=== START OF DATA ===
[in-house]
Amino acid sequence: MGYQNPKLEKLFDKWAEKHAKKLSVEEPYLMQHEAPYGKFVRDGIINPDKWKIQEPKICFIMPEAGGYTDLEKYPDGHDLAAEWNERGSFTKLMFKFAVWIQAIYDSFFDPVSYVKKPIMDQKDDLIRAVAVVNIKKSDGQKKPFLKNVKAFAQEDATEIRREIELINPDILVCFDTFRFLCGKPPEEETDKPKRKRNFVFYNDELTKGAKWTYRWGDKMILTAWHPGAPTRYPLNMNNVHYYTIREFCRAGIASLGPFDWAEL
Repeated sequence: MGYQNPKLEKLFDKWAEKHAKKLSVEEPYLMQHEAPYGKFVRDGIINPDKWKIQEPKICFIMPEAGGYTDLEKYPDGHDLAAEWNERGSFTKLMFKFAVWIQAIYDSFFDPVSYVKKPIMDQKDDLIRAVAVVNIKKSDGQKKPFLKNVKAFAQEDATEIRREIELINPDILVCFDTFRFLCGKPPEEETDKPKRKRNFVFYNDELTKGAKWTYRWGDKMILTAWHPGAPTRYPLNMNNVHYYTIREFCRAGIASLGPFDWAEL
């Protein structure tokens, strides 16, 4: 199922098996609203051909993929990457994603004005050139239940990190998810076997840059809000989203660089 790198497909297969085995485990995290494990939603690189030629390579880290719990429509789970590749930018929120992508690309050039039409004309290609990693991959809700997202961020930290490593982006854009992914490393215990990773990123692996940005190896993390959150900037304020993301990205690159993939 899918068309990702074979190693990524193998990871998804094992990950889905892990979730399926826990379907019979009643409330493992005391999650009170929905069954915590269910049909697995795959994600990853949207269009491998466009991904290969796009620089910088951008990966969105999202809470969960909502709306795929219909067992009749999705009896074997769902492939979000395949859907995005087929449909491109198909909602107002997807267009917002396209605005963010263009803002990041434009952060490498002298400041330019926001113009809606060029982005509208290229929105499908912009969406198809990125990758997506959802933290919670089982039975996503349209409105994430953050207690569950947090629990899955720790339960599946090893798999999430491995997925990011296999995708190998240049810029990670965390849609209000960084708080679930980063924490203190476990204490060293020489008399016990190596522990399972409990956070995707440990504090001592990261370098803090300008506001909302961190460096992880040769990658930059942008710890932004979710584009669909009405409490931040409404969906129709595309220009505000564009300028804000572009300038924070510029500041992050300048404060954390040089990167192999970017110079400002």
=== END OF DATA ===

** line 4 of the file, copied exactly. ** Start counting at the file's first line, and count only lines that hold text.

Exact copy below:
């Protein structure tokens, strides 16, 4: 199922098996609203051909993929990457994603004005050139239940990190998810076997840059809000989203660089 790198497909297969085995485990995290494990939603690189030629390579880290719990429509789970590749930018929120992508690309050039039409004309290609990693991959809700997202961020930290490593982006854009992914490393215990990773990123692996940005190896993390959150900037304020993301990205690159993939 899918068309990702074979190693990524193998990871998804094992990950889905892990979730399926826990379907019979009643409330493992005391999650009170929905069954915590269910049909697995795959994600990853949207269009491998466009991904290969796009620089910088951008990966969105999202809470969960909502709306795929219909067992009749999705009896074997769902492939979000395949859907995005087929449909491109198909909602107002997807267009917002396209605005963010263009803002990041434009952060490498002298400041330019926001113009809606060029982005509208290229929105499908912009969406198809990125990758997506959802933290919670089982039975996503349209409105994430953050207690569950947090629990899955720790339960599946090893798999999430491995997925990011296999995708190998240049810029990670965390849609209000960084708080679930980063924490203190476990204490060293020489008399016990190596522990399972409990956070995707440990504090001592990261370098803090300008506001909302961190460096992880040769990658930059942008710890932004979710584009669909009405409490931040409404969906129709595309220009505000564009300028804000572009300038924070510029500041992050300048404060954390040089990167192999970017110079400002």